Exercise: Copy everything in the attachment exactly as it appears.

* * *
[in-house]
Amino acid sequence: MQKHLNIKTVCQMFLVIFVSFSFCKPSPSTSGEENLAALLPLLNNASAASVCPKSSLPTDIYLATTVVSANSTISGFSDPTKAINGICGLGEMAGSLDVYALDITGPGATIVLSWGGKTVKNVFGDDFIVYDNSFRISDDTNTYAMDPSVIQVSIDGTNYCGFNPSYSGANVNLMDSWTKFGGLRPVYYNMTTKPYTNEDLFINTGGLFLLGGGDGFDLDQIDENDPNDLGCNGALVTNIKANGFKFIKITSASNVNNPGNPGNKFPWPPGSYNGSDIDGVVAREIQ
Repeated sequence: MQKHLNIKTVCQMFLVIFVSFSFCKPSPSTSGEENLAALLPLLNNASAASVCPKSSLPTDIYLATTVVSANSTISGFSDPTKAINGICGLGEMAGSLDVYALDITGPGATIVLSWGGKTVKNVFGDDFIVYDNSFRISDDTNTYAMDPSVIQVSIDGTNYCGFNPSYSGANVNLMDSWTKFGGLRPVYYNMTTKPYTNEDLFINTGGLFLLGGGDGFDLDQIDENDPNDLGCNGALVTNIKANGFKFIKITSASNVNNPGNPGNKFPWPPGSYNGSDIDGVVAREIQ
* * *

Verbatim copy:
[in-house]
Amino acid sequence: MQKHLNIKTVCQMFLVIFVSFSFCKPSPSTSGEENLAALLPLLNNASAASVCPKSSLPTDIYLATTVVSANSTISGFSDPTKAINGICGLGEMAGSLDVYALDITGPGATIVLSWGGKTVKNVFGDDFIVYDNSFRISDDTNTYAMDPSVIQVSIDGTNYCGFNPSYSGANVNLMDSWTKFGGLRPVYYNMTTKPYTNEDLFINTGGLFLLGGGDGFDLDQIDENDPNDLGCNGALVTNIKANGFKFIKITSASNVNNPGNPGNKFPWPPGSYNGSDIDGVVAREIQ
Repeated sequence: MQKHLNIKTVCQMFLVIFVSFSFCKPSPSTSGEENLAALLPLLNNASAASVCPKSSLPTDIYLATTVVSANSTISGFSDPTKAINGICGLGEMAGSLDVYALDITGPGATIVLSWGGKTVKNVFGDDFIVYDNSFRISDDTNTYAMDPSVIQVSIDGTNYCGFNPSYSGANVNLMDSWTKFGGLRPVYYNMTTKPYTNEDLFINTGGLFLLGGGDGFDLDQIDENDPNDLGCNGALVTNIKANGFKFIKITSASNVNNPGNPGNKFPWPPGSYNGSDIDGVVAREIQ